FACES | VOICES

Unseen for more than 100 years, a vast and controversial picture archive by Northcote Whitridge Thomas from the height of colonialism is looked at through a 21st Century lens. SOAS’s Professor Paul Basu, who heads this major three-year project, discusses this extraordinary undertaking.

In many regions of the world, ‘anthropology’ is a dirty word. Accused of being the handmaiden of colonialism and tainted by its associations with scientific racism and cultural evolutionism, the discipline has had to confront a difficult history.

As a filmmaker-turned-anthropologist, with a strong interest in history and awareness of my own family’s entanglement in British imperialism (my grandfather was forced to seek refuge in Japan having been a militant anti-colonialist in India in the early 1940s), I have a particular interest in the visual archives of colonial anthropology.

I started working in West Africa soon after completing my PhD in 2001. Bringing my earlier career in film and television production together with my anthropological training, I developed a project to assemble an audio-visual record of Sierra Leone’s recent civil war alongside one of my professors. While that project did not materialize, it served to introduce me to Sierra Leone, where I have continued to work ever since.

Through my research in Sierra Leone, I became familiar with the figure of Northcote Whitridge Thomas (1868-1936). Thomas was the first anthropologist to work in Sierra Leone. He was also the first ‘Government Anthropologist’ to be appointed by the British Colonial Office. In this capacity he conducted a series of anthropological surveys in West Africa, completing three year-long tours in Southern Nigeria between 1909 and 1913, before being sent to Sierra Leone in 1914-15.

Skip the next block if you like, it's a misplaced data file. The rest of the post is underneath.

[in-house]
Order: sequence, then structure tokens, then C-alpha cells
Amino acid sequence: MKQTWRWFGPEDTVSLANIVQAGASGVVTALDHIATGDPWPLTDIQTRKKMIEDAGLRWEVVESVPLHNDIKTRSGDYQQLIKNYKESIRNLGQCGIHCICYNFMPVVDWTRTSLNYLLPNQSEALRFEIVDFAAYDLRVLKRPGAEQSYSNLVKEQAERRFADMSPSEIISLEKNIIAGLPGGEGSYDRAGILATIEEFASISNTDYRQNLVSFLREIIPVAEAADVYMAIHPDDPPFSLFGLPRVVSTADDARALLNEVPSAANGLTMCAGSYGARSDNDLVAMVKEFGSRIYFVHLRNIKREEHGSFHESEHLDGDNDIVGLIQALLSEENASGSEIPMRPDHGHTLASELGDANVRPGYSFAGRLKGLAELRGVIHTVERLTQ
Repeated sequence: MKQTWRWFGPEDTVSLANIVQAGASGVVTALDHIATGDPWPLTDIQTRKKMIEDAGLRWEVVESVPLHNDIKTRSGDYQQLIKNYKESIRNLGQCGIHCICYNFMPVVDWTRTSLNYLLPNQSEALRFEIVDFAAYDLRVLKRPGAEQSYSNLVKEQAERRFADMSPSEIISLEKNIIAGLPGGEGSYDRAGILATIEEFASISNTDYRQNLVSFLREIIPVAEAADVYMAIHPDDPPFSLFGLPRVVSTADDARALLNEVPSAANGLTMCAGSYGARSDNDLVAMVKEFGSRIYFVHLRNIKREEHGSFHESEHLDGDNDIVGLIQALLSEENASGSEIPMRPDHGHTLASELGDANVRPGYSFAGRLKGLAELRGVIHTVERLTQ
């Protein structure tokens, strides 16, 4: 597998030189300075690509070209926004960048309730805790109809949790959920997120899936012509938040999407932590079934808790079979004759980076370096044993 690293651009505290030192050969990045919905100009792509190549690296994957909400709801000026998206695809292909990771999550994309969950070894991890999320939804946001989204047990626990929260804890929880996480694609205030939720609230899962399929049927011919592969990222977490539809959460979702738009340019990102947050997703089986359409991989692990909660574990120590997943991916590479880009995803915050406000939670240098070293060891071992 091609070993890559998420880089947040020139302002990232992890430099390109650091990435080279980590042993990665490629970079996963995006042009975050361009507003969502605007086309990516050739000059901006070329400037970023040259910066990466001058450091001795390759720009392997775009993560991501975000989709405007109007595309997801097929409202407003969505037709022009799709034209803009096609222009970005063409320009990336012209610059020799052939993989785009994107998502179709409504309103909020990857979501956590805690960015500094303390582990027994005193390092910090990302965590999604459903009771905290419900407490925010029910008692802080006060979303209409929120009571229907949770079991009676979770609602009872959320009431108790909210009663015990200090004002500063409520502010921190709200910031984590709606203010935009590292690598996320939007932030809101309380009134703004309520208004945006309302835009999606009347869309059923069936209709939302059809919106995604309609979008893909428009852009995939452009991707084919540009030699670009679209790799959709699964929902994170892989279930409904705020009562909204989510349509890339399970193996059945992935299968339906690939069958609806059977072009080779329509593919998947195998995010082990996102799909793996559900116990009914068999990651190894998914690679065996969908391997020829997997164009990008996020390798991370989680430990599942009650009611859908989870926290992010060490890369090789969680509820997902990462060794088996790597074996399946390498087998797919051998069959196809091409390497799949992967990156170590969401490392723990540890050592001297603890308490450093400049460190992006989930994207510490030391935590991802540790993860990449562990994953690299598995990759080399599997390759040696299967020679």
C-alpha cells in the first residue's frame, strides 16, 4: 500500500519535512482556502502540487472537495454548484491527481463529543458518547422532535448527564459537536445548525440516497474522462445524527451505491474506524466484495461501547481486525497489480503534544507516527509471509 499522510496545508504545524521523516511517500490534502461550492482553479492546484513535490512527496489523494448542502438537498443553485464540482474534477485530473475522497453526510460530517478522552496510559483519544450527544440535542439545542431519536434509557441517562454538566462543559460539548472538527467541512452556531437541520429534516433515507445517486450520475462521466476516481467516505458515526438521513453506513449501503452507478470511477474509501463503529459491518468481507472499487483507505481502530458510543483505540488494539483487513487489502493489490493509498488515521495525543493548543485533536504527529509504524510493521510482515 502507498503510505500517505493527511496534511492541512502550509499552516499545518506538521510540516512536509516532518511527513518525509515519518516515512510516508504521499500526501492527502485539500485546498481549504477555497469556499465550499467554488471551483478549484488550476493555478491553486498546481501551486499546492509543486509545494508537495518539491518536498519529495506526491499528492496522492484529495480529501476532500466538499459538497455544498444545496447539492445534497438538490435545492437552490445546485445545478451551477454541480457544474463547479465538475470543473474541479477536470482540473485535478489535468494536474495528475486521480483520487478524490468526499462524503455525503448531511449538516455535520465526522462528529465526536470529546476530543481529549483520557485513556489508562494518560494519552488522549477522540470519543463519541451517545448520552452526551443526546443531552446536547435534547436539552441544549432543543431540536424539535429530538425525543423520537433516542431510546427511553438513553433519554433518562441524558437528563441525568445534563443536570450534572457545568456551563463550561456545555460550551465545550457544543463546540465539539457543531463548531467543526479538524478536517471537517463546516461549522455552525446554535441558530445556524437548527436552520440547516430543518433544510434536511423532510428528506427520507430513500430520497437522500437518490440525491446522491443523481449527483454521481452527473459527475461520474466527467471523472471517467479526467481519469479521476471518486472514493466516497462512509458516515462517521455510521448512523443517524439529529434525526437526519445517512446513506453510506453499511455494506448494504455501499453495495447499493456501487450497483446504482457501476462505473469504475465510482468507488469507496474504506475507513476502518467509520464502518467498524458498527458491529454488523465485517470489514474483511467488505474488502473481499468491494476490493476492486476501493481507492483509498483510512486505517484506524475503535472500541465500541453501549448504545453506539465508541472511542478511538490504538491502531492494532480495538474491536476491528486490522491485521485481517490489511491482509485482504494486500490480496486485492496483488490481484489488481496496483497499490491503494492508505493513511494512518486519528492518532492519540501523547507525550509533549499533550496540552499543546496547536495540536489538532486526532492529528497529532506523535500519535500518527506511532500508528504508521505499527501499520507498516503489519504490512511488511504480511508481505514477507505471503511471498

Although his published reports are not especially inspiring, when I began exploring Thomas’s career in depth, I discovered that a remarkable array of material had survived from his surveys dispersed in various institutions, including thousands of photographs, hundreds of wax cylinder sound recordings, large collections of artefacts and botanical specimens, and lots of unpublished fieldnotes and manuscripts. Little of this archive had been properly examined in the 100 years since it had been assembled. What became apparent as I explored the material was that, despite his position as Government Anthropologist, Thomas was not a compliant functionary of the colonial administration but was a controversial figure and often critical of the administration that employed him. Indeed, his resistance to the colonial authorities made him unpopular and cut short his career.

My interest having been piqued, I developed a three-year research project to further investigate both the historical context of Thomas’s work in Nigeria and Sierra Leone, and – more importantly – to examine the value of these anthropological archives to different communities in West Africa and the UK today. Can they only be regarded as legacies of an insupportable colonial project? Or are there other ways of engaging with them beyond a colonial critique?

The project, ‘[Re:]Entanglements / Museum Affordances’ is funded by the Arts & Humanities Research Council. You can learn more about the project’s many activities and discoveries at the website https://re-entanglements.net. Here, I focus on some of our work with Thomas’s photographs, including a short film we have made entitled Faces Voices, which has been shortlisted for a prize at RIFA 2019, the annual Research in Film Awards. RIFA is organized by the Arts & Humanities Research Council, and is the only awards entirely dedicated to bringing to life arts and humanities research through film.